The girls explained that at their school there was a display in the main hallway of famous Canadians. The display was called “Canadian Game Changers.” From what my daughters could gather, students from grades 5 and 6 would sign up to part of a committee in charge of the Game Changer display board, and anyone in the school in school can put names into a ballot box. The committee would select the winning Canadians and their picture along with a short blurb about why they were game changers would be displayed in the main hallway. Admittedly, the details about how people get selected to be up on the board were kind of murky because the girls had never tried to be part of the committee. However, given that this was a primary display area for the school and everyone could select famous Canadians, the girls were noticeably bothered about the activity for one big reason: not one Canadian Game Changer in the two years that they had attended the school was Black.

I approached their concerns from a place of curiosity:

“If you could add a Canadian Game Changer to the Board who was Black, who would you choose?”

They both agreed that they would want to see Justice George Carter, the first Black Canadian-Born Judge in Canada on the board. And when I probed for more Canadians, there was silence.

They suggested expanding the board to include Americans so they could include Martin Luther King Jr., Rosa Parks and Barack Obama. And my eldest daughter insisted on the benefits of expanding it even more to include the Dalai Lama.

Two issues stood out for me in this discussion:

First, the children didn’t know enough about Black Canadians to pro-actively address the lack of diversity on the Canadian Game Changers display.

Second, the children did not see themselves reflected in an important display in their school. This could lead to a number of difficult challenges for them as they grow up self-identifying as Black children in the public school system.

4. Ask them how they feel

Now that I had identified a problem, I had to spend some time unpacking the impact.

I kept the question simple:

“So, how does it make you feel to not see Black Canadians on the Canadian Change Makers display?”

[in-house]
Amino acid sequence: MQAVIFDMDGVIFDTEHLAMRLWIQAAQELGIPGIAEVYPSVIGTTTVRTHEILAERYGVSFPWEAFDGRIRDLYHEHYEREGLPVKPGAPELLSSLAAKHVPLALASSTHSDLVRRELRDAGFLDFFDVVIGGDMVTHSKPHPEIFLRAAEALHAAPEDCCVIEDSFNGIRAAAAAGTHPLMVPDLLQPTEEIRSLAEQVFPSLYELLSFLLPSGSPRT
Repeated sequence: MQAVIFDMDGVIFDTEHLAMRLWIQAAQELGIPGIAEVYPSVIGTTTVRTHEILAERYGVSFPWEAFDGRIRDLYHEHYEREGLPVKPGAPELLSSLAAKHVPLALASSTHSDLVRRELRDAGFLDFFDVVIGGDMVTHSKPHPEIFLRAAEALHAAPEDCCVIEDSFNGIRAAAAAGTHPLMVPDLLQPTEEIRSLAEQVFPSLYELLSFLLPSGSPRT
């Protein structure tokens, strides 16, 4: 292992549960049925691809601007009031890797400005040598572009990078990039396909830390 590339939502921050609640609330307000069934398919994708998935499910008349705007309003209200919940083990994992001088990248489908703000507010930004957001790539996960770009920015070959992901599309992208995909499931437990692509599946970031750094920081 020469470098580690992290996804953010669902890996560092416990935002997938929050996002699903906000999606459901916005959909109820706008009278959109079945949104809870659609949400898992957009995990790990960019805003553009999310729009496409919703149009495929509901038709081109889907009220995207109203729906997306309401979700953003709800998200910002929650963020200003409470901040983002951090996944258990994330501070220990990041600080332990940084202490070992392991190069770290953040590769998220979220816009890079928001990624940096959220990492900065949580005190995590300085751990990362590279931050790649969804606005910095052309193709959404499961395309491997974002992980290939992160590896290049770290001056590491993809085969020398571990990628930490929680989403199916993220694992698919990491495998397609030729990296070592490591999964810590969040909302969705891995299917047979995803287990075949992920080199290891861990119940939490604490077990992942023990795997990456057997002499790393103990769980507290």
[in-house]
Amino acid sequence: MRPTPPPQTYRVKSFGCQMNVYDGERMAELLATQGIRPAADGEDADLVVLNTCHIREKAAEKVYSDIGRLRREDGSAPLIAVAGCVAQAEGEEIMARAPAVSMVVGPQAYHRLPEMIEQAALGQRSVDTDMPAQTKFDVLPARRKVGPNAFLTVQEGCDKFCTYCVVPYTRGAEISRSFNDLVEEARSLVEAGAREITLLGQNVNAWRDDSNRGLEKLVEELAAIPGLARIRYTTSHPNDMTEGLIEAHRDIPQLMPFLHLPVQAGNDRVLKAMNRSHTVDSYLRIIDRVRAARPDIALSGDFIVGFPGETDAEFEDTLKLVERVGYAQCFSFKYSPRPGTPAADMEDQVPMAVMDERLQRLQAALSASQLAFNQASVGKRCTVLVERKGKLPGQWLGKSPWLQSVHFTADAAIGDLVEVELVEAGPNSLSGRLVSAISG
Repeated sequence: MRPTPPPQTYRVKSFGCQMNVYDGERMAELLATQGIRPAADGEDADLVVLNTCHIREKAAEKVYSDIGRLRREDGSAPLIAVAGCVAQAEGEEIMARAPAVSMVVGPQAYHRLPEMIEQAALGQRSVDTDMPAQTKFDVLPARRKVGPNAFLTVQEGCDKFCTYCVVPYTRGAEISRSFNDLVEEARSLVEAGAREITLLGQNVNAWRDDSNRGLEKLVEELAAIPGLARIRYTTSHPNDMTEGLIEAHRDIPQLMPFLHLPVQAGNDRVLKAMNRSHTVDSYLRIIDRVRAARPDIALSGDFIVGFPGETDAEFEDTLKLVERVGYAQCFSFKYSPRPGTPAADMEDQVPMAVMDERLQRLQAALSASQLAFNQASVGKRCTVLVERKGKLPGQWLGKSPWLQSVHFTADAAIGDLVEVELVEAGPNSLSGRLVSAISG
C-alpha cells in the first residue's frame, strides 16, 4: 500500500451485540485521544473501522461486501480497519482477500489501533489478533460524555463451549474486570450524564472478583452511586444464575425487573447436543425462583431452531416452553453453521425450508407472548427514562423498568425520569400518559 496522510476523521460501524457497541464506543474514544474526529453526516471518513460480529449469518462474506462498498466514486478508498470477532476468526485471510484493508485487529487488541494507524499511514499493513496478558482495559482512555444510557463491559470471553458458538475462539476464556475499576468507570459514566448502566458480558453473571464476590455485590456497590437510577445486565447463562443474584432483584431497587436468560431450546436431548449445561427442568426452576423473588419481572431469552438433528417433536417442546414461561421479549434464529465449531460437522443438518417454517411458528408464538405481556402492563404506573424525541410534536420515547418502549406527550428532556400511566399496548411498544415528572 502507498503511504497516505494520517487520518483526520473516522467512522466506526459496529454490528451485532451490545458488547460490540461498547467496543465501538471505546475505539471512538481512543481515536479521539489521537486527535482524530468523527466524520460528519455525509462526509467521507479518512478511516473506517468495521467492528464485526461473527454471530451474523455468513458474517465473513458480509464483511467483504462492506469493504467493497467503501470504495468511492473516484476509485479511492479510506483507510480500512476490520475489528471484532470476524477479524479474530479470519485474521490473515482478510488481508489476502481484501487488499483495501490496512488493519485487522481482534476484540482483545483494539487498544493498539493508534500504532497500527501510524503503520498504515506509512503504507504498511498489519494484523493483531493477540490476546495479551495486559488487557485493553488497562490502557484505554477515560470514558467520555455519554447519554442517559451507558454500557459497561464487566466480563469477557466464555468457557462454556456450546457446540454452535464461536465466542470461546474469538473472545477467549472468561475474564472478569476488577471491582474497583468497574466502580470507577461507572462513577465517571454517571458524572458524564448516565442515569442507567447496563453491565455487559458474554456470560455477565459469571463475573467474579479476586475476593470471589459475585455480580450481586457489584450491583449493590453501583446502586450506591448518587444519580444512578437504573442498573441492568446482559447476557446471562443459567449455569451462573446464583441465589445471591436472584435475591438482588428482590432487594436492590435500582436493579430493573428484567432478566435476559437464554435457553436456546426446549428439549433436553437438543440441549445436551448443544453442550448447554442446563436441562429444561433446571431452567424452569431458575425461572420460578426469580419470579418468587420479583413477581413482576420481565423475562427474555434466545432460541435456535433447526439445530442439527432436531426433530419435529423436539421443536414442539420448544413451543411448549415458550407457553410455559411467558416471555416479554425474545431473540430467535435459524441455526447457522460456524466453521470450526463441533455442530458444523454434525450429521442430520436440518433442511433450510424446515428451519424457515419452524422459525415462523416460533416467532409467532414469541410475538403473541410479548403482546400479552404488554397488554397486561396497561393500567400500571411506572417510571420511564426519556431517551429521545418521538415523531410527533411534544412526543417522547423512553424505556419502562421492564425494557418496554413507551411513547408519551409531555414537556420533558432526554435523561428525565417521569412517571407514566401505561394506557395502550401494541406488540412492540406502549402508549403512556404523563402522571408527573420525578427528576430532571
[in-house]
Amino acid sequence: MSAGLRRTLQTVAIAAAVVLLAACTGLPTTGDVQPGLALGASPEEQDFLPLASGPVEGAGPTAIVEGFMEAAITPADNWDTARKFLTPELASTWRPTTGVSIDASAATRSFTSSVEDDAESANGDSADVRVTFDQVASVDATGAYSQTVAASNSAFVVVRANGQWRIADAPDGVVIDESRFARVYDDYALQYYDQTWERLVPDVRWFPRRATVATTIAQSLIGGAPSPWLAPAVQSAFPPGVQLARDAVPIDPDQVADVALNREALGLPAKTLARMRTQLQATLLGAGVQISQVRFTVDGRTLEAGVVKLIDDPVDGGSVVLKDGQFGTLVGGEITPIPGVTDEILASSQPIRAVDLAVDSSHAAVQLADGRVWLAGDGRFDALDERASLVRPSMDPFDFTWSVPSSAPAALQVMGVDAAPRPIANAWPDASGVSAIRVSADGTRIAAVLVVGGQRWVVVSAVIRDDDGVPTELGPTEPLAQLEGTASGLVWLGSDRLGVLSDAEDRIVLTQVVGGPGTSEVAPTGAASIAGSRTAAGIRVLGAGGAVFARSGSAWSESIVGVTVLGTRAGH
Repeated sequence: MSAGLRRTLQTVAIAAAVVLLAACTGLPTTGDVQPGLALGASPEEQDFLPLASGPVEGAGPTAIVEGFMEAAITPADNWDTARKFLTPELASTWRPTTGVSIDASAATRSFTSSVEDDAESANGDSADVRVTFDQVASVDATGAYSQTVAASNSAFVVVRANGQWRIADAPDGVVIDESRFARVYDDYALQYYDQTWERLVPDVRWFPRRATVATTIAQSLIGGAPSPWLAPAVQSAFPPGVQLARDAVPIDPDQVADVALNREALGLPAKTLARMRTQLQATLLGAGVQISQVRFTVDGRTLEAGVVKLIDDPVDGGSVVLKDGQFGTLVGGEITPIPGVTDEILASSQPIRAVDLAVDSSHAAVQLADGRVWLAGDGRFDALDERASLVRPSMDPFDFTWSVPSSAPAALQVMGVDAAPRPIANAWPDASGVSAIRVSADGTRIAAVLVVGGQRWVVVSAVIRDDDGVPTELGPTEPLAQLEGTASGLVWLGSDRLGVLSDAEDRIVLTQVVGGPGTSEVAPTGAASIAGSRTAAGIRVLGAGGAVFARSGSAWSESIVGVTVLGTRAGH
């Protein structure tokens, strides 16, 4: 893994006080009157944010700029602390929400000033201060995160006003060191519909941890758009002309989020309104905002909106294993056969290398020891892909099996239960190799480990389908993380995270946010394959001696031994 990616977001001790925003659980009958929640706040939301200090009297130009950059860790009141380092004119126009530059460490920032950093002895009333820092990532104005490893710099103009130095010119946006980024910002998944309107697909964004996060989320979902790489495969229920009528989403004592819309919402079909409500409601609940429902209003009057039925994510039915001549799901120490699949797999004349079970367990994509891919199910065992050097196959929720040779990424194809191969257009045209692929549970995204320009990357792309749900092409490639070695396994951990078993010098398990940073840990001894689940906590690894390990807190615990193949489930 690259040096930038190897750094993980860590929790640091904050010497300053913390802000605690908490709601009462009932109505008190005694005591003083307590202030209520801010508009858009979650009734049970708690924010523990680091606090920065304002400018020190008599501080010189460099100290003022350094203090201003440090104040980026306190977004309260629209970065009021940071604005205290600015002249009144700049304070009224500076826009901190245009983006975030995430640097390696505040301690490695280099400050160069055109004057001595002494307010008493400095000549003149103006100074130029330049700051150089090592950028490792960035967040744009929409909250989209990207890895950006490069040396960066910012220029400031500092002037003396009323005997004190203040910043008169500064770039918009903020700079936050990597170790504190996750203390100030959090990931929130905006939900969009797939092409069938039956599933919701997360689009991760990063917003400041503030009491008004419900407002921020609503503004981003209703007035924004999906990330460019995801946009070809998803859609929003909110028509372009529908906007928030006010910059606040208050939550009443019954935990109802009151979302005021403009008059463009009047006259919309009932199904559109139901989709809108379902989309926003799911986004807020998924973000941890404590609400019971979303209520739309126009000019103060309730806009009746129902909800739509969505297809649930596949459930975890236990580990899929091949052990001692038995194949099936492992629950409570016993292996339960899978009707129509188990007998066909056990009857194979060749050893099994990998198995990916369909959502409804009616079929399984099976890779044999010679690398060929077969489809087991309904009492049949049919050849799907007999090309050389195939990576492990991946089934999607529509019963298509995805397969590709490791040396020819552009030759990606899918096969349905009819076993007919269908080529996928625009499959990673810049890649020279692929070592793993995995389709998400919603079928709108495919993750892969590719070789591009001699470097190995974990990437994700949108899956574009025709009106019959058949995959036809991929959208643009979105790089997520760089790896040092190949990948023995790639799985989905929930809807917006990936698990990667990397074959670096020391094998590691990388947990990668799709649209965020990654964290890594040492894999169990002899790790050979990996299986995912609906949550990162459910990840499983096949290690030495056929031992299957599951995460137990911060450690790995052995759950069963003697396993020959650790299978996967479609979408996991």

I was overwhelmed by the depth of understanding they each had about how the lack of Black Canadians made them feel.

Sofia, age 11, said she was offended by the lack of Black Canadians on the display. She explained that she kept her emotions hidden inside because she was scared that the teachers would say that they had a fine curriculum and that because she was a kid should would get in trouble for thinking otherwise. She also explained that she felt disrespected, worrying that by never including Black people that meant that they did not consider Black people human. She went on to explain that even though she had watched movies about Malcolm X, Rosa Parks and Martin Luther King Jr., she did not have the courage to suggest that what they had done as change makers for Black people be included in a public display.

Danica, age 8, said she felt upset and angry because there were plenty of people that the school could be learning about. She explained that her teachers never taught about Black history and that she felt that learning about Black history was very important. She also explained that she felt that this was not brought into the classroom because people thought that kids her age were too young to learn about Black history, race, or racism.

After each had their turn to share with me some of their more visceral feelings, they both went on to explain to me that from what they had been taught “White people are normal” and everyone else is not worth talking about. It seemed that they learned this through both active teaching in the classroom and through more passive methods like the display board of Canadian Game Changers.  

Finally, they suggested that if there were more Black teachers in the school things might be different. And they raised another concern: if their teachers had gone through the same education system, it only made sense that they would become teachers who didn’t talk about race or care to ensure that display boards were racially diverse.